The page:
In the 1970-80s, the Texas winegrowing renaissance focused on efforts to use the same grape varieties common in France and California – Chardonnay, Pinot Noir, Cabernet Sauvignon and Merlot. With the exception of some noteworthy successes, it would take Texas another 20 years to ultimately realize that it wasn’t Napa or Bordeaux, and sure as heck was not Burgundy.


Attendees will receive a autographed copy of Dr. Kane’s new book – The Texas Hill Country Wineries – a Texas photographic wine history and hill country wine trail guide. This book documents the elements of Texas’ early wine cultures from Spain, Italy, France and Germany and is your also guide to the Texas wine experience.

Dr. Kane will also highlight how to find quality Texas wines and especially focus on those that are available in the Houston marketplace.


Dr. Russell Kane who with his wife Delia shares his time between Houston and the Texas hill country has been a technical writer and researcher for over 40 years. He is also a wine blogger (www.VintageTexas.com) and book author whose work spans decades and has earned him awards in both technical and wine communities. His bestselling Texas wine book, The Wineslinger Chronicles: Texas on the Vine, provided him insights and stories from the pioneers of Texas wine that shed light on the modern Texas hill country wine experience.

Suggested Eight Wines:

Pedernales Viognier

McPherson Reserve Roussanne

Becker Vineyards Rose’ Mourvèdre

Llano Estacado Tempranillo

Flat Creek Estate SuperTexan

Duchman Family Winery Aglianico

Haak Vineyards Madeira Blanc Du Bois

Messina Hof Papa Paulo Port



 Posted by at 7:56 pm
Sep 302015


Tomorrow’s the Night in Houston: The Periwinkle Foundation Hosts Houston’s Premier Sommelier Competition and Wine Tasting

Iron Sommelier Presented by AutoSol® 

(Photos presented are from 2014 Iron Sommelier event)

WHAT: Houston’s finest sommeliers will be put to the test for the title of Iron Sommelier in the city’s premier wine competition and fundraiser benefiting The Periwinkle Foundation. Chairmen Sean Beck and John Clutterbuck invite guests to an evening showcasing the expertise of 14 sommeliers while guests mingle and taste hand-selected wines that showcase a theme selected by the sommelier. Each competitor will be rated on wine choice, presentation, creativity and knowledge of their wine selections.


DETAILS: On hand will be Jane-Paige B. D’Huyvetter – B&B Butchers & Restaurant; Rob Brandani – Brandani’s Restaurant & Wine Bar; Lindsay Thomas – Camerata at Paulie’s; Freddy Opperman – Carrabba’s Kirby; Nathan Smith – Dolce Vita; Sam Governale – Fleming’s Prime Steakhouse & Wine Bar; Evan Turner – Helen Greek Food and Wine; Brittany Brown – The Houstonian Hotel, Club & Spa; Taylor Mundy – Hunky Dory & Bernadine’s (Treadsack Restaurant Group); Samantha Porter – Oporto Fooding House, Oporto Wine Cafe, and Queen Vic Pub & Kitchen; James Watkins – Pappas Bros. Steakhouse; Whitney Seng – River Oaks Country Club; Angie Chang – Sonoma Wine Bar & Restaurant; and Adele Corrigan – 13 Celsius Wine Bar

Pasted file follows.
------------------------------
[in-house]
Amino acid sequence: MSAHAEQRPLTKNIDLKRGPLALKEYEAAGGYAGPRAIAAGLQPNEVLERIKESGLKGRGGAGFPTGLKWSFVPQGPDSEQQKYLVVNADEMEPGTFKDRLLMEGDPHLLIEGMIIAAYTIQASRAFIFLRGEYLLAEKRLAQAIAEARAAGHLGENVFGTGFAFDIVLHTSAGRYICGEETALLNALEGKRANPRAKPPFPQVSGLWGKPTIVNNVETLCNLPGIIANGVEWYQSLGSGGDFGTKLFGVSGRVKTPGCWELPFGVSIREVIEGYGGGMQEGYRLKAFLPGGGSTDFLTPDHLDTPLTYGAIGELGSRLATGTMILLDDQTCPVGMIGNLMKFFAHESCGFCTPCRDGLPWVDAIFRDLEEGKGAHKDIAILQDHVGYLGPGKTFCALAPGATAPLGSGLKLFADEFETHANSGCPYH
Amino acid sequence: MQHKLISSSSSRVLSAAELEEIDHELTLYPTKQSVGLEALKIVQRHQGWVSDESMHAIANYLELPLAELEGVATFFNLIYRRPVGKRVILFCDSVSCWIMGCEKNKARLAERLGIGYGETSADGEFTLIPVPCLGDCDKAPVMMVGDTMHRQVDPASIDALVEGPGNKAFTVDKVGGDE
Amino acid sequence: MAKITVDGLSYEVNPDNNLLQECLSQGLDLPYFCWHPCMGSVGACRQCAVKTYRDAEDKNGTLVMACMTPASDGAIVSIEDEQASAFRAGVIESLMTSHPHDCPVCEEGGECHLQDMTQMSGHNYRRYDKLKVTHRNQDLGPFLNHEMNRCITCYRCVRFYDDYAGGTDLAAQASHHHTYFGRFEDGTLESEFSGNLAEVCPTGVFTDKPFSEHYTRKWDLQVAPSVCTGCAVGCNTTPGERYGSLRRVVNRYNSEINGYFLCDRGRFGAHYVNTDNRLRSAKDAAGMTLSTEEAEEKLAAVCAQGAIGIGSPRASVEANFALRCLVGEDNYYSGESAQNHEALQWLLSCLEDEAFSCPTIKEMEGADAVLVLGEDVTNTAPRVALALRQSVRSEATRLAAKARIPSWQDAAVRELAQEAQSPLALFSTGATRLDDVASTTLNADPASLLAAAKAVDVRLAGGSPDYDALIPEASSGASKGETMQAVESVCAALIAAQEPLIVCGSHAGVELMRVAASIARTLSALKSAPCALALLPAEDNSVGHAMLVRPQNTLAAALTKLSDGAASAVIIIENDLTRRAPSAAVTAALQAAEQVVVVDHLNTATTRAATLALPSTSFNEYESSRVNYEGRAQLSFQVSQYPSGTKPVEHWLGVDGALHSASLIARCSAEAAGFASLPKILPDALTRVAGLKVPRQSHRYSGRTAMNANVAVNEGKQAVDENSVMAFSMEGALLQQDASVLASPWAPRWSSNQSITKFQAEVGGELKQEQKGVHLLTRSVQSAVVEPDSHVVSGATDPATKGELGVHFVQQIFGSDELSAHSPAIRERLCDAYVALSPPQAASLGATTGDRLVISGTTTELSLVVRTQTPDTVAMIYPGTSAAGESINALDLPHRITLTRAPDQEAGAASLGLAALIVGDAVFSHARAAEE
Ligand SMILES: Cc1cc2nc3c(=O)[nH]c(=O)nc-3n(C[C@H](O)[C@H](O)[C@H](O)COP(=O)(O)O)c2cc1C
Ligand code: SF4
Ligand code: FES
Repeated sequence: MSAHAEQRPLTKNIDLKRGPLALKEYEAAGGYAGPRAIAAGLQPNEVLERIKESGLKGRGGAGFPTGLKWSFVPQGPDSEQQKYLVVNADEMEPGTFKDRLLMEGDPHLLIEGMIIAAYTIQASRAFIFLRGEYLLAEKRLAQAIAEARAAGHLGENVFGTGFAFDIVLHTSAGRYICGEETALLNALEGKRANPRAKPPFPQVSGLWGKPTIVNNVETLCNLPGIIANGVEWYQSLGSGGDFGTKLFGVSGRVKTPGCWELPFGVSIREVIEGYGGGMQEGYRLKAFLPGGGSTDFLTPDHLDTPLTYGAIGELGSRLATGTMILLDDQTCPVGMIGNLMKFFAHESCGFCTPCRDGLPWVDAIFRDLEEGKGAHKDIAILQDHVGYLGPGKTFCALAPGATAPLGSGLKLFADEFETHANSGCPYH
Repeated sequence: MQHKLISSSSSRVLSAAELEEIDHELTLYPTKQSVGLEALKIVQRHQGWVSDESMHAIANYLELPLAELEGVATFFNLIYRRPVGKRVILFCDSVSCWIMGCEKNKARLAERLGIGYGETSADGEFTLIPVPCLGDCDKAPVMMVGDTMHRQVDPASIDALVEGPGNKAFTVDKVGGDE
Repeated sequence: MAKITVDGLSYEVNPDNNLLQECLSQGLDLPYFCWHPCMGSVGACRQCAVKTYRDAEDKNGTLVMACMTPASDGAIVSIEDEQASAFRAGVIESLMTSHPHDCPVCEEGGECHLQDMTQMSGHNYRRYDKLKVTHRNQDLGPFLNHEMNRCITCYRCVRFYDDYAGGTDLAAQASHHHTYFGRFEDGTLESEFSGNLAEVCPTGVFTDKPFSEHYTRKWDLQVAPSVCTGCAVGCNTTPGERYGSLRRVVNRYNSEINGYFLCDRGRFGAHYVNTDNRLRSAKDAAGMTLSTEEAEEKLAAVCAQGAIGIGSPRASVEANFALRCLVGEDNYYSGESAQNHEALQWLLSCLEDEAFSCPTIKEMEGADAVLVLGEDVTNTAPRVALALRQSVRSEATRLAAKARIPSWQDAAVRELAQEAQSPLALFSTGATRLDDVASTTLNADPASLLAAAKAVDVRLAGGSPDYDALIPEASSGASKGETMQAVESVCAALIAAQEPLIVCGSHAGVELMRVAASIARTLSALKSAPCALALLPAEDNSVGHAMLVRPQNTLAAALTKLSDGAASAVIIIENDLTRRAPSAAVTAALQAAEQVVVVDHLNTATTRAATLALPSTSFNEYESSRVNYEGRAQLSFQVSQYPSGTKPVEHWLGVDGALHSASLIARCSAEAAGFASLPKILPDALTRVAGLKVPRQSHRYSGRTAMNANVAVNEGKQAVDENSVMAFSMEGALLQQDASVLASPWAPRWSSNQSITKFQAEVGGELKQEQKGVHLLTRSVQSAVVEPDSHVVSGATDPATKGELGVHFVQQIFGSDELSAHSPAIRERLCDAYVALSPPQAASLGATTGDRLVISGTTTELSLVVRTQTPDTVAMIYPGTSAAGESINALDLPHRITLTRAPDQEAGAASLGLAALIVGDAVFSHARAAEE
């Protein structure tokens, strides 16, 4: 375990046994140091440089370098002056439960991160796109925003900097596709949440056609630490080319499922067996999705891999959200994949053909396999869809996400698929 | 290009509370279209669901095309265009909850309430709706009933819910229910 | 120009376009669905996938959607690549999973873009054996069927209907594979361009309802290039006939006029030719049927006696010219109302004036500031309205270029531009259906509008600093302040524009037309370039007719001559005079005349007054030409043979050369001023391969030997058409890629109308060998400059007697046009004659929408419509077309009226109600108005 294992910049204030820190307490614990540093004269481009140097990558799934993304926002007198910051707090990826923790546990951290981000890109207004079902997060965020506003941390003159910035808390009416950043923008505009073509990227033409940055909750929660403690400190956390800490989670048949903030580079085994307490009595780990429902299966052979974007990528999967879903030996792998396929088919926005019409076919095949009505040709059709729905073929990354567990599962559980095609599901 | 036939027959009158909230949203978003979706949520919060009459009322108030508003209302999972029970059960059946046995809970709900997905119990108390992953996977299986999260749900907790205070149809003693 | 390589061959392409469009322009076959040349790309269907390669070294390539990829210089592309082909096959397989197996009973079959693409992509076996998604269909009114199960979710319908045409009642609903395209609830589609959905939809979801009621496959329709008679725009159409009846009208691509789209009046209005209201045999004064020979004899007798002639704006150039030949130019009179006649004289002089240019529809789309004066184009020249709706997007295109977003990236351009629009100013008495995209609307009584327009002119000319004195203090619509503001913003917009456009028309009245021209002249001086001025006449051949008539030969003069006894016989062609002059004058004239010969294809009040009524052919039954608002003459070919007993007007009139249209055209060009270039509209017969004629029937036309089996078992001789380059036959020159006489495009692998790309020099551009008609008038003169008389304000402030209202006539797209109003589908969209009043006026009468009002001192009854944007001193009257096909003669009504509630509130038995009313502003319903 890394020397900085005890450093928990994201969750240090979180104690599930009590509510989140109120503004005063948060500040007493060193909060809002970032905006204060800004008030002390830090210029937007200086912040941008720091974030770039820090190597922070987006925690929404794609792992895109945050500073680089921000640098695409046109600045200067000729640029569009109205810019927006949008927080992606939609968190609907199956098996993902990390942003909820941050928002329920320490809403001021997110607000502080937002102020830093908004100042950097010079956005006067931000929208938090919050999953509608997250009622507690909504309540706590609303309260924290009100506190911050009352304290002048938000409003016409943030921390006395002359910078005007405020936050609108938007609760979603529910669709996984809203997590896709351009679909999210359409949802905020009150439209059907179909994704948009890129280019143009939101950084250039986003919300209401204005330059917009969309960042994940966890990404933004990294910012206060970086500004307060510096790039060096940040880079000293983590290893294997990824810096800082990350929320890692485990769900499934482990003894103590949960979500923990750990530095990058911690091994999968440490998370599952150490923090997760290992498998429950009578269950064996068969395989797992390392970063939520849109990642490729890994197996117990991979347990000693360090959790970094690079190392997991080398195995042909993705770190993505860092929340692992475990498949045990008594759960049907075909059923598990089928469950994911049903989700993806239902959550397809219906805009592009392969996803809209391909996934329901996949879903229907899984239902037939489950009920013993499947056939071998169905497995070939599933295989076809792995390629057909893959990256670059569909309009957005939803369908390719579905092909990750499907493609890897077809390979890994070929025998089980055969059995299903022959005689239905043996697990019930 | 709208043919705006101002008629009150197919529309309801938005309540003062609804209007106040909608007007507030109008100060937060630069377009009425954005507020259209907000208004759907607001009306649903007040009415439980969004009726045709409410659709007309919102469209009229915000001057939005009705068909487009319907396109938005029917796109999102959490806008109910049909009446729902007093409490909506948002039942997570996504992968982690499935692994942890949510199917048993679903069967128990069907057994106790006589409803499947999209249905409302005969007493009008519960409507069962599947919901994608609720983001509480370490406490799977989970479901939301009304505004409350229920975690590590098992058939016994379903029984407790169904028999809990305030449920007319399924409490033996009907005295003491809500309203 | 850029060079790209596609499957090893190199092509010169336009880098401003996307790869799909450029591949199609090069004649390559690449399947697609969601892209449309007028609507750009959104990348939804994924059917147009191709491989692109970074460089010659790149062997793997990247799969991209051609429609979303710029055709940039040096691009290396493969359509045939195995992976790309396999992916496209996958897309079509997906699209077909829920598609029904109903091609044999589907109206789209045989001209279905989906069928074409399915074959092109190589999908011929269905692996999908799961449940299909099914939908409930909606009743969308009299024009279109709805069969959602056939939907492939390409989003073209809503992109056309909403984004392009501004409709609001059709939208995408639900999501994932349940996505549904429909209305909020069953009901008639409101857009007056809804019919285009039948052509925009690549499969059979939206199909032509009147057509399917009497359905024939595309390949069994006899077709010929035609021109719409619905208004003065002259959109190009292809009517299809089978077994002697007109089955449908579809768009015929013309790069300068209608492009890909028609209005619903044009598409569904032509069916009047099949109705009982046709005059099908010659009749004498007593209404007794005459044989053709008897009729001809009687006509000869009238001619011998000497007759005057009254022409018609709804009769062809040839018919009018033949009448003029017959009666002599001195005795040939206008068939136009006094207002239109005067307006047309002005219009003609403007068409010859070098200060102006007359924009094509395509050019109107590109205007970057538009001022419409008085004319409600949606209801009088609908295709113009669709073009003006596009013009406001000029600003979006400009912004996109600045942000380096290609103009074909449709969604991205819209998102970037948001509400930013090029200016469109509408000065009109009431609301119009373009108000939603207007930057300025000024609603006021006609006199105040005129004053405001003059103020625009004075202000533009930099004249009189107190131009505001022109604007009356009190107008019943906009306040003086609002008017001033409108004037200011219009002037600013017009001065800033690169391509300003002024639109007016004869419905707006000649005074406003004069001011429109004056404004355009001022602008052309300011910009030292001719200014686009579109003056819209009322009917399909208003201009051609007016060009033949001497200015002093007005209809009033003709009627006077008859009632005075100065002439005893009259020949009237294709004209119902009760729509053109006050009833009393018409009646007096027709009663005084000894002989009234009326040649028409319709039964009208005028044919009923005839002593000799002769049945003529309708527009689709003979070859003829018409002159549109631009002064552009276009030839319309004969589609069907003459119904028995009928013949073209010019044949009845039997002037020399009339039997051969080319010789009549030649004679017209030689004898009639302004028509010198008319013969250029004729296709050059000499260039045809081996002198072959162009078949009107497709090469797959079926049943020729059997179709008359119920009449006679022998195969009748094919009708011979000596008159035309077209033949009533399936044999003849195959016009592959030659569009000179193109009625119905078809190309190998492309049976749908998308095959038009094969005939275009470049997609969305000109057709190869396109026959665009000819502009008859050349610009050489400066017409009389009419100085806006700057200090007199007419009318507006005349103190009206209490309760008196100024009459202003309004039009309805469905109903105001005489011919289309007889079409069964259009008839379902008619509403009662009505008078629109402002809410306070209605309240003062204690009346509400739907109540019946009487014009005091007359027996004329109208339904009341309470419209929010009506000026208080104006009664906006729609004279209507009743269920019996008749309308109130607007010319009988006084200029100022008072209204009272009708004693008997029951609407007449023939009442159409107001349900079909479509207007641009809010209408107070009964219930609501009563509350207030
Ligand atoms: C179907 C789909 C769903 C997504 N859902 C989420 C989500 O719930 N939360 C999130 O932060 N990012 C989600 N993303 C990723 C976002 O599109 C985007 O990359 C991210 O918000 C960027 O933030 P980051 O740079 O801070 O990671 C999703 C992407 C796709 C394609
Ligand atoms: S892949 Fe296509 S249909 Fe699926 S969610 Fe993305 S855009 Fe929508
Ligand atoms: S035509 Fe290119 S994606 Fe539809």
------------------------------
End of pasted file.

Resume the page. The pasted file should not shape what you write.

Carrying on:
MORE DETAILS: An Auction, Wine Pull, Iron Sommelier Wine Case and Making A Mark® Children’s Art Sale will round out the evening of vino, entertainment and food. A special thank you to Periwinkle supporters and The Houstonian Hotel, Club and Spa.

WHERE: Houstonian Hotel, Club and Spa, 111 North Post Oak Lane, Houston, TX 77024

WHEN: Iron Sommelier 2015 Presented by AutoSol® – October 1, 2015 at 6 p.m.

TICKETS: $150 ($175 day of event) for individual tickets  Check for availability or confirm at: www.ironsommelier.org


 Posted by at 10:38 am
Sep 042015

Pollinator on Grape Flowers – Not needed, is different from not welcome.

Standing at the Crossroads (Part III – What you can do) – Adaptive Variety Selection and the Uncertain Role of Imidacloprids in the future of Southern Grape Culture

By: R.L. Winters, Fairhaven Vineyards

Master Horticulturist/Ampelographer Fairhaven American Hybrid Research Foundation

[VT – Please welcome back VintageTexas guest blogger R.L. Winters in this third part of his three part blog on the impact of the use of imidacloprid pesticides our grape culture in Texas and the American Southland. Click here to read Part I – The MYSTERY or click here to read Part II – NO WAY HOME.

— — — — —


Grapes are regularly visited by three types of pollinators:

  • Solitary bees
  • Honey bees, and
  • Several species from the order Diptera (flies).

It is quite correct that most grape flowers are self-pollenating, a characteristic that is considered desirable in grape breeding in the development of cultivars for production for the last 3000 years. All of the prominent varietals are self-pollenating and are adequately fertilized by wind action and mechanical dispersal of pollen.

The roll that pollinators play is largely in facilitating the distribution of pollen and assuring better and more uniform pollination. Certain varieties of American hybrids are dependent on the assistance offered by these diligent visitors to the vineyard and are greatly enhanced by this boost.